Since July 2013, Organised Youth have been interviewing, photographing and filming former British Black Panthers. Come to our exhibition at Photofusion Gallery in Brixton from 16th - 26th October. There are only 5 days left guys, go see it! (at Photofusion)
I’ve obsessed a lot about Celia Cruz on this blog, so in honour of her birthday today I wrote this homage to the woman with a voice that never quits and style for days.
Mainly I focus on Celia’s incredible performance with Fania All Stars at the three-day Zaire ‘74 concert. The show was conceived by Hugh Masekela and his producer Stewart Levine and was meant to precede the George Foreman vs Muhammad Ali fight that President Mobutu had decided should be held in Zaire under the title “Rumble in the Jungle”. Go watch the performance, even her sound check is like, damn! But I also touch on her importance to AfroLatinidad as a black woman who showed two fingers to the tendency to hide or whitewash African cultural elements in Caribbean culture (and to the white male dominated Latin music industry). She sang about Shango, and she pulled syllables from Santeria to form her own musical lexicon (quimbara, quimbara cuba quim ba ba).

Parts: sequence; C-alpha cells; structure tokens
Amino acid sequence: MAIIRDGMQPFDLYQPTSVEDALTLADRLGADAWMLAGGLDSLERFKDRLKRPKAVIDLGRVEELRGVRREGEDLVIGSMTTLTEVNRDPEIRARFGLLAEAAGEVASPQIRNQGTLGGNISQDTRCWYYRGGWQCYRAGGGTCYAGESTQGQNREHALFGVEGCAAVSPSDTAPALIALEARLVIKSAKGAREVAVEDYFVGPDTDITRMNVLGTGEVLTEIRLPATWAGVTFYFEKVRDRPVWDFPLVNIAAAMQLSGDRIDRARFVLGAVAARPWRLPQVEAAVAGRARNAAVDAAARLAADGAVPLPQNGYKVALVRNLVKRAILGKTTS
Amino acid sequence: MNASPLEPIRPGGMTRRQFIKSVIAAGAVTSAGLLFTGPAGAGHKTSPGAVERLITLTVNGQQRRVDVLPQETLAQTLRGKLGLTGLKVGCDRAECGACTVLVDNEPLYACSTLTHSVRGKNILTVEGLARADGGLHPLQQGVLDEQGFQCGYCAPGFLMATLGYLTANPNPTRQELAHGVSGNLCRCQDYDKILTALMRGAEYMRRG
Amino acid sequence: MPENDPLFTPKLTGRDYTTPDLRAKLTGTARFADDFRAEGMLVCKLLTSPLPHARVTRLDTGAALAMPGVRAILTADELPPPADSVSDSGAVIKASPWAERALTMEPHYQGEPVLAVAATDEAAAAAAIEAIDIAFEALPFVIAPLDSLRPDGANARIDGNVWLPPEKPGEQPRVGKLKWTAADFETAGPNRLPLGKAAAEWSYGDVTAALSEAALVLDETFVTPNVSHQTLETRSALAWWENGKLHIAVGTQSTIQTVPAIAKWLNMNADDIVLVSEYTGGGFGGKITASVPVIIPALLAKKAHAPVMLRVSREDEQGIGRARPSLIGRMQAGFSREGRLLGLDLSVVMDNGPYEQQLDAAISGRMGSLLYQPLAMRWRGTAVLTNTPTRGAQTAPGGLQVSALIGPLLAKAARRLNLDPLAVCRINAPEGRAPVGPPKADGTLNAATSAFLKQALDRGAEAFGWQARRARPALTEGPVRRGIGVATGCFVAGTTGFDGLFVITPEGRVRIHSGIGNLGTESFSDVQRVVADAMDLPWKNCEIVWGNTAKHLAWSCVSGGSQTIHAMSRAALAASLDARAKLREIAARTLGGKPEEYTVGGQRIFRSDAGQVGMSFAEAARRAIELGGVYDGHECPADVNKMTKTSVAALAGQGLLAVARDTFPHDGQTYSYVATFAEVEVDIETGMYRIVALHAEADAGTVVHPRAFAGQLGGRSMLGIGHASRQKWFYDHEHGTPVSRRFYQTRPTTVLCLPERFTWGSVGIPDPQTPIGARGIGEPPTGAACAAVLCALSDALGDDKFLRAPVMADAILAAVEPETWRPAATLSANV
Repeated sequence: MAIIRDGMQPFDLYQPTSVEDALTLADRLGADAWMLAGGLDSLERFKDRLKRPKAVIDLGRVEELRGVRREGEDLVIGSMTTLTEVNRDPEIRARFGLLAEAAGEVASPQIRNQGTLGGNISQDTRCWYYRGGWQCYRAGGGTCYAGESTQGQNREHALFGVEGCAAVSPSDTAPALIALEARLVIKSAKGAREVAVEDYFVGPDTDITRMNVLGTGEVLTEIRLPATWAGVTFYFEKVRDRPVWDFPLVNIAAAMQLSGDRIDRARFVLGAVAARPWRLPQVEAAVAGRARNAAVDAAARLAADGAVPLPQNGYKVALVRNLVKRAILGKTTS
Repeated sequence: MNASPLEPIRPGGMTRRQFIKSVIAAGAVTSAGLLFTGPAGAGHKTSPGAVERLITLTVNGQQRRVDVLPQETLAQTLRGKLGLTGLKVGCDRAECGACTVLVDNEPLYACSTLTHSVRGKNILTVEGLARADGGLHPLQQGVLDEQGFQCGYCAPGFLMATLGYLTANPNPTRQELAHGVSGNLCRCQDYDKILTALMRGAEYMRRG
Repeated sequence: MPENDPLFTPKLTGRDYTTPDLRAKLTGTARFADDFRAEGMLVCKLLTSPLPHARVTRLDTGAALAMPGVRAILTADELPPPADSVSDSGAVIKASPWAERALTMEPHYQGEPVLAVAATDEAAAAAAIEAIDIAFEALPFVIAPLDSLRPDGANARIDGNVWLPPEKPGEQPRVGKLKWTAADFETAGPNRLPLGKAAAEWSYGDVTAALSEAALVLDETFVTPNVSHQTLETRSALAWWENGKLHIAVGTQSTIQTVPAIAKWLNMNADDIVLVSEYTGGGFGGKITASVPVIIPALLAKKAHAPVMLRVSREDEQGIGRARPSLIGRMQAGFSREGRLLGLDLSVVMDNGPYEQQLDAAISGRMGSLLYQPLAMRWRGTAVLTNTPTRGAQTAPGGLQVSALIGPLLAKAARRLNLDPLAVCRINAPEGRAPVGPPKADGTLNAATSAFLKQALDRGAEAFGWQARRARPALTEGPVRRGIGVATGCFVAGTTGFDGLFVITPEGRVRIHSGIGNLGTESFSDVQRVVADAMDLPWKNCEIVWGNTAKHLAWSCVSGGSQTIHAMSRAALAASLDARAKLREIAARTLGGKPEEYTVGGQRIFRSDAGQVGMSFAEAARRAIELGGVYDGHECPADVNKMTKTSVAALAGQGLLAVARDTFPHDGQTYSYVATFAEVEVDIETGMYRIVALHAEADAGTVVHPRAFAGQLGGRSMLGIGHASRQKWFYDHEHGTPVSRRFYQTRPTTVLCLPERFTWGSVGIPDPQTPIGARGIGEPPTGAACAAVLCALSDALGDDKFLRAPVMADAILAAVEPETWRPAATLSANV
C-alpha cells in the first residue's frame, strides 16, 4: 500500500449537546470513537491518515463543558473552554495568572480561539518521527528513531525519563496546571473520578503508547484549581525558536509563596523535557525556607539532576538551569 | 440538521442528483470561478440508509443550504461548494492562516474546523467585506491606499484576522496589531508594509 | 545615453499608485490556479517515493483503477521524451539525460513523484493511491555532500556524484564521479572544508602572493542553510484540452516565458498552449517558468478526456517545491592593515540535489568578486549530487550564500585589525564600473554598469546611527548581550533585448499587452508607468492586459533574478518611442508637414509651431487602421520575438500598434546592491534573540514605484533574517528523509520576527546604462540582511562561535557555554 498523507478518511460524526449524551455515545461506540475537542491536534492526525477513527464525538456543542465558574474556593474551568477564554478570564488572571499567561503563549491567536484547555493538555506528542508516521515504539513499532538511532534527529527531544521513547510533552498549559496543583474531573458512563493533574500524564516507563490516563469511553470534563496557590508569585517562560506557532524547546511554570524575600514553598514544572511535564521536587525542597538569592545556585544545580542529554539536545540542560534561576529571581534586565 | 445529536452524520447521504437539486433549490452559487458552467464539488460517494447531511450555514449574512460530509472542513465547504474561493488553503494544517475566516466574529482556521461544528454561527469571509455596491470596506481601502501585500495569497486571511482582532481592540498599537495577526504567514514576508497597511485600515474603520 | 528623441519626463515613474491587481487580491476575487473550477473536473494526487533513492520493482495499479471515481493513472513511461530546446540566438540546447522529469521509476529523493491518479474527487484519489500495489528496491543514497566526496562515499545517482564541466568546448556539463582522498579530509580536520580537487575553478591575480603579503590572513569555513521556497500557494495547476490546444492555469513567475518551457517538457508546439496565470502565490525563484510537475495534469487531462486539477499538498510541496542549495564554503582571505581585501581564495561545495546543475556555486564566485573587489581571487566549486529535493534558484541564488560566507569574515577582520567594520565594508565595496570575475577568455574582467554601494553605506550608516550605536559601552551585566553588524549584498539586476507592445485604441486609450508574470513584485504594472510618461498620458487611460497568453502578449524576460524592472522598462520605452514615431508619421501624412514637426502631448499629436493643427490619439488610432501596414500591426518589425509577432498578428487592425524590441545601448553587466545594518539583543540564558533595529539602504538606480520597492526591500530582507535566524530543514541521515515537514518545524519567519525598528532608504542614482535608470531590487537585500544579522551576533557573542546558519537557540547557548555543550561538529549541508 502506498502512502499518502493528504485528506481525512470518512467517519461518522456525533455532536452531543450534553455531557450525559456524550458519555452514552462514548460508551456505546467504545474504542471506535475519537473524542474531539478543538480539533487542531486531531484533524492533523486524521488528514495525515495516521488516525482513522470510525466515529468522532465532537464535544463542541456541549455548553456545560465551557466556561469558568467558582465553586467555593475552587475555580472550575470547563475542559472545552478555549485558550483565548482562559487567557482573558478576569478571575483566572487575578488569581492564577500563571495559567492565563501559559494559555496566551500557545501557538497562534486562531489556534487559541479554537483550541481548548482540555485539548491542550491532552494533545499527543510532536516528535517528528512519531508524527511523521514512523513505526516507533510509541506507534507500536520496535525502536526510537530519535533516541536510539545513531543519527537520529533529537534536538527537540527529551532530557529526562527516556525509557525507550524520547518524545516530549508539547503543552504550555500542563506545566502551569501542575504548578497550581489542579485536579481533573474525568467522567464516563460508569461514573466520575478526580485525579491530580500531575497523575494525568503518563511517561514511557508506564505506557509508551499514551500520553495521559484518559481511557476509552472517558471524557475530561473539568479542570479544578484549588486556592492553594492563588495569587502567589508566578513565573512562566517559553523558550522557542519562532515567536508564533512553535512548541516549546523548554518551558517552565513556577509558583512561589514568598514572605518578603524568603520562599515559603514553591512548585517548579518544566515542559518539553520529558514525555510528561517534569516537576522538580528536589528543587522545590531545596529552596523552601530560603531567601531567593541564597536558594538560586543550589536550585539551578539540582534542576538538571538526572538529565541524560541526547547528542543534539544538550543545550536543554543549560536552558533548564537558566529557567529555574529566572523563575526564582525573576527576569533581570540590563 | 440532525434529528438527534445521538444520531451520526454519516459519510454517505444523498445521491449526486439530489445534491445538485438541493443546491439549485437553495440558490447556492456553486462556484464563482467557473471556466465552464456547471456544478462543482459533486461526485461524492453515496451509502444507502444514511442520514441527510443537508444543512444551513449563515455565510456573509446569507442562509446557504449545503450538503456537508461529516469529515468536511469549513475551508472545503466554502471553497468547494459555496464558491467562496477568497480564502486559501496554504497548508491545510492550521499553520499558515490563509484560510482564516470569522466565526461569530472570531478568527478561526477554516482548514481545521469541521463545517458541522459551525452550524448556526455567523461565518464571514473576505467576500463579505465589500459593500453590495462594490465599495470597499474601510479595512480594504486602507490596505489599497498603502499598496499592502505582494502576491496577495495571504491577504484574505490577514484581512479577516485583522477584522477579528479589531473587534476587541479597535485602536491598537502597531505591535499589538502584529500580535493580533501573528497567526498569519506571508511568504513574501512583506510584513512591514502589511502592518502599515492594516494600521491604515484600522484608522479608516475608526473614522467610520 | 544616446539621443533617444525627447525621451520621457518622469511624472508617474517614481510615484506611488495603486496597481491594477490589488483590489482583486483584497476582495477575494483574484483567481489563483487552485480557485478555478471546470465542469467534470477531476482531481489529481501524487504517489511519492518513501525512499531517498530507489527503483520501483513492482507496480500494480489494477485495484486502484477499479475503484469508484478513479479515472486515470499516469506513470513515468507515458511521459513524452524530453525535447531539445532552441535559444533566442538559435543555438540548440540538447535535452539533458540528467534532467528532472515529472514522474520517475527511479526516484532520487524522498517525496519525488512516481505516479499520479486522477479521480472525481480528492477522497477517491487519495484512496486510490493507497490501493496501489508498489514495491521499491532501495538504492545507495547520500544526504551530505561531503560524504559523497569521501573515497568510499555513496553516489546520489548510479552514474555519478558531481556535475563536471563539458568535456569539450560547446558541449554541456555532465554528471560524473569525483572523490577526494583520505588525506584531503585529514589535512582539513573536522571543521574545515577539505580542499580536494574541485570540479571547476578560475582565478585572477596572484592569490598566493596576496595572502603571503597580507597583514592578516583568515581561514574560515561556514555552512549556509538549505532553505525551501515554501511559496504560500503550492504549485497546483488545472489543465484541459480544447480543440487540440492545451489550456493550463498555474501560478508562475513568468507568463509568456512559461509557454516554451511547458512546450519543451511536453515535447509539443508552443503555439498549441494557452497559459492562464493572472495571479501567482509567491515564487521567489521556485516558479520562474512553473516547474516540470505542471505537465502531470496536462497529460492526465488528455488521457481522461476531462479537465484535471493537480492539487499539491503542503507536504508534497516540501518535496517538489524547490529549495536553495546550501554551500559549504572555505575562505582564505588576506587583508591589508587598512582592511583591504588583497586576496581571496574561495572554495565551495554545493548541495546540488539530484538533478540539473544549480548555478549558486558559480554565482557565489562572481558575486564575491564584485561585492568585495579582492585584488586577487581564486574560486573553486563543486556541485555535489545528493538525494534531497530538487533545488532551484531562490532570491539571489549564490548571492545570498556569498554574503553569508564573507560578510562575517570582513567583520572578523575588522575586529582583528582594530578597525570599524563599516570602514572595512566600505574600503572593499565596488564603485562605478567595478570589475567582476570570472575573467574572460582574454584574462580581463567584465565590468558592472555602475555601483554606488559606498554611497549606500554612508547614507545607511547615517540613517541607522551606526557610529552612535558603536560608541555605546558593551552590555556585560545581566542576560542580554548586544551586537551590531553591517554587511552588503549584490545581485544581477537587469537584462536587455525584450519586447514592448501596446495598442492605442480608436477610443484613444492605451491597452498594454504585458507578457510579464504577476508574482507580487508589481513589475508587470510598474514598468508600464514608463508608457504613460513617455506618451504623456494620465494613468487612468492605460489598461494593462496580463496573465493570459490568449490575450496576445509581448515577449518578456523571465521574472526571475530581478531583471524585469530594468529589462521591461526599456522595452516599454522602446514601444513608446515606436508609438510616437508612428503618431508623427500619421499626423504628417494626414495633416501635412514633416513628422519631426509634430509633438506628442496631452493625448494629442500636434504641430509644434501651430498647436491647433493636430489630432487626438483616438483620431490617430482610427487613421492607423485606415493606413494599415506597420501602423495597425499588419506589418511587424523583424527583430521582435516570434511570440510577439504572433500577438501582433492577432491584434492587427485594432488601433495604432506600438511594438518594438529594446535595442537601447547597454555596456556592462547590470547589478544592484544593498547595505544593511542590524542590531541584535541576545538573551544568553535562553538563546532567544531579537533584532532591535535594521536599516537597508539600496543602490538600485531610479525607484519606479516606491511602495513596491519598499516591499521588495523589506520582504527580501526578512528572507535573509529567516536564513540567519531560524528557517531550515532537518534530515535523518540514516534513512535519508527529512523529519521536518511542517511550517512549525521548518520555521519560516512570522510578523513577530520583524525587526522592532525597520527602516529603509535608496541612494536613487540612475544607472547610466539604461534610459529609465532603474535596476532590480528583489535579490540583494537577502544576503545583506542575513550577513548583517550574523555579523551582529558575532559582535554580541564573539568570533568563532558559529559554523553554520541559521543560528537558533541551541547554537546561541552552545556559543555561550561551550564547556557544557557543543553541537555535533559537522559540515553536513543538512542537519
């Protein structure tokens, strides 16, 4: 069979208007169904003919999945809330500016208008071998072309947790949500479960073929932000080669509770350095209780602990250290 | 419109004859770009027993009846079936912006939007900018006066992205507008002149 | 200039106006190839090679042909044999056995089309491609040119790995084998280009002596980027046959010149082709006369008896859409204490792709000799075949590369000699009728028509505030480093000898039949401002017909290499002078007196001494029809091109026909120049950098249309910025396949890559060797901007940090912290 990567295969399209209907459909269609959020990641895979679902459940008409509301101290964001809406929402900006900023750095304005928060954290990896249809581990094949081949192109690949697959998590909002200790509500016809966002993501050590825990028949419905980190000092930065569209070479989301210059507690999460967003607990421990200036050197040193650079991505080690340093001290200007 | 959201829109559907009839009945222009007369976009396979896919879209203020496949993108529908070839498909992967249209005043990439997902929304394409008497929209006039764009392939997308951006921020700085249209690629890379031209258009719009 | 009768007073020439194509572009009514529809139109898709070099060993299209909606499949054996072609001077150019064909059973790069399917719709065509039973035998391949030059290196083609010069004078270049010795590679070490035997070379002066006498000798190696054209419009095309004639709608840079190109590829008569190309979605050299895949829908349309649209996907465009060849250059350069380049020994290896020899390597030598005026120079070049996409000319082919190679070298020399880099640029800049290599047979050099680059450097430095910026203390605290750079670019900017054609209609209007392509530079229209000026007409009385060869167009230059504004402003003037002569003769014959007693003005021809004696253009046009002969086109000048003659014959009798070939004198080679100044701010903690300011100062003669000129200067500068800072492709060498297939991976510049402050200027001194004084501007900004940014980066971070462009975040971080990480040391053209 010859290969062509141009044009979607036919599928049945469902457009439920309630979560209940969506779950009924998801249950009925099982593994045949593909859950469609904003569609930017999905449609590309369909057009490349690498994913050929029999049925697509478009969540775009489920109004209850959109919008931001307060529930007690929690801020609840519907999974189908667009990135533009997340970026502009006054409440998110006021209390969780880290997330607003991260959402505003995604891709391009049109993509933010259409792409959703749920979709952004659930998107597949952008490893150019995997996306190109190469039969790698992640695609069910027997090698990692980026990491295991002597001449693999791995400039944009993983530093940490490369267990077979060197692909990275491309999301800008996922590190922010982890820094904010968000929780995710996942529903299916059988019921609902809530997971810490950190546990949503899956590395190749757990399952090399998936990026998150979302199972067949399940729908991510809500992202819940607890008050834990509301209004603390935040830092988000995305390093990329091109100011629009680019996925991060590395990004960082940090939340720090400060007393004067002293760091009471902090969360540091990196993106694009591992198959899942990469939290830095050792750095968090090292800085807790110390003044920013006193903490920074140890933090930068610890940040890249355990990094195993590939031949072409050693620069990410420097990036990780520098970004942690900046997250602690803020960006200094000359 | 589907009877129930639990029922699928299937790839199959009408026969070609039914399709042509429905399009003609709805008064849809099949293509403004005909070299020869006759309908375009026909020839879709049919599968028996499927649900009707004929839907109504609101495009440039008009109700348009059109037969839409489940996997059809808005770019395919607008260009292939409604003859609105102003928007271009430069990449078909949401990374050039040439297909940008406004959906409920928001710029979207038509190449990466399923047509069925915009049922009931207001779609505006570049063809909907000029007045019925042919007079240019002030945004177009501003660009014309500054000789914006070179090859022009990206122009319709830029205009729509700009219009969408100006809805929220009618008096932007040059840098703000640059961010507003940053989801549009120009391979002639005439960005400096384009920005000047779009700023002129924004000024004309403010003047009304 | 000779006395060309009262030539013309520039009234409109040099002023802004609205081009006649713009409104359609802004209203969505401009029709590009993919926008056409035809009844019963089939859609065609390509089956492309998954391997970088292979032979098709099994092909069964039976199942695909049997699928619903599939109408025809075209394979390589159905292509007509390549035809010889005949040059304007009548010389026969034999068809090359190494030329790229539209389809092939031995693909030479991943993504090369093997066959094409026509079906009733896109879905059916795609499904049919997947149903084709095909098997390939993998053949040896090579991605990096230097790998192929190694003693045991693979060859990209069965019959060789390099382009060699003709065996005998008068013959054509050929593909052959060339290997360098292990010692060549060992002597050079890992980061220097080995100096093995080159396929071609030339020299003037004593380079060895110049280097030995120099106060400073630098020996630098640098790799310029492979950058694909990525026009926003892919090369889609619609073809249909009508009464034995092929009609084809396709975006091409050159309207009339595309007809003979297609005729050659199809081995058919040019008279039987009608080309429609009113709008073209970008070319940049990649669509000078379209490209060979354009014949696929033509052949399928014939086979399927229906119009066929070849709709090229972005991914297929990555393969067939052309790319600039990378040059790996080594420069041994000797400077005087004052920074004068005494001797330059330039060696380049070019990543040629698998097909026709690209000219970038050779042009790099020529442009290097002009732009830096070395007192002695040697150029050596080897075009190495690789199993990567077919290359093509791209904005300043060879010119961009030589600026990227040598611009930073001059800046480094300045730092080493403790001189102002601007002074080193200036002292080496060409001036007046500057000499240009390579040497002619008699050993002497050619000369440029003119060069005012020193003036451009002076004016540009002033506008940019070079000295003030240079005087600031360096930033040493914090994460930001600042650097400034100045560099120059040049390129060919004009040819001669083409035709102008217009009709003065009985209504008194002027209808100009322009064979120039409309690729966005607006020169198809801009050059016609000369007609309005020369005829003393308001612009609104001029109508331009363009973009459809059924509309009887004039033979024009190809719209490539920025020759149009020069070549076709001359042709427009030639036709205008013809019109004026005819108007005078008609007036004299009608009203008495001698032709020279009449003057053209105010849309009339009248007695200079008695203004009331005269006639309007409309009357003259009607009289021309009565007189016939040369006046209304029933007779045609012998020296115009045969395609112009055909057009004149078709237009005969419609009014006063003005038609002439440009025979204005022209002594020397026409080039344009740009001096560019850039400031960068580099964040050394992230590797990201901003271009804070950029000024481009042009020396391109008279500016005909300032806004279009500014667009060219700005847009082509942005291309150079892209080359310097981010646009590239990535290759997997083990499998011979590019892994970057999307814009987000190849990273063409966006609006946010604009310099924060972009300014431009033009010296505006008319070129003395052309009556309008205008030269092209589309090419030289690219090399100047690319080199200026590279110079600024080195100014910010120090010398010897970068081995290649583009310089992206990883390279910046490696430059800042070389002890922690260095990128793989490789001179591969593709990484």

She was a woman formidable in her femininity: unapologetically flamboyant and colourful in a way that refused blandness, passivity and even fetishization. She also had a wicked sense of comic timing. In a 1988 BBC Arena performance she told the audience “If your husband hits you, make sure you hit him back…” adding “If you can’t do it with your hand, hit him with the frying pan” then breaks into a booty roll that is second to none.
Let’s say this super hot guy shows up, his wife had been dead for centuries, but he is only now realizing that she is dead. Then his wife starts showing up in dreams (let’s call them visions) …
So… Is he single? And if so, has he been single long enough for to be hit on?
Asking for a friend.
I discovered quickly that migration goes hand in hand with a peculiar kind of loneliness that not even fresh love can dispel.
Chika Unigwe “Losing My Voice”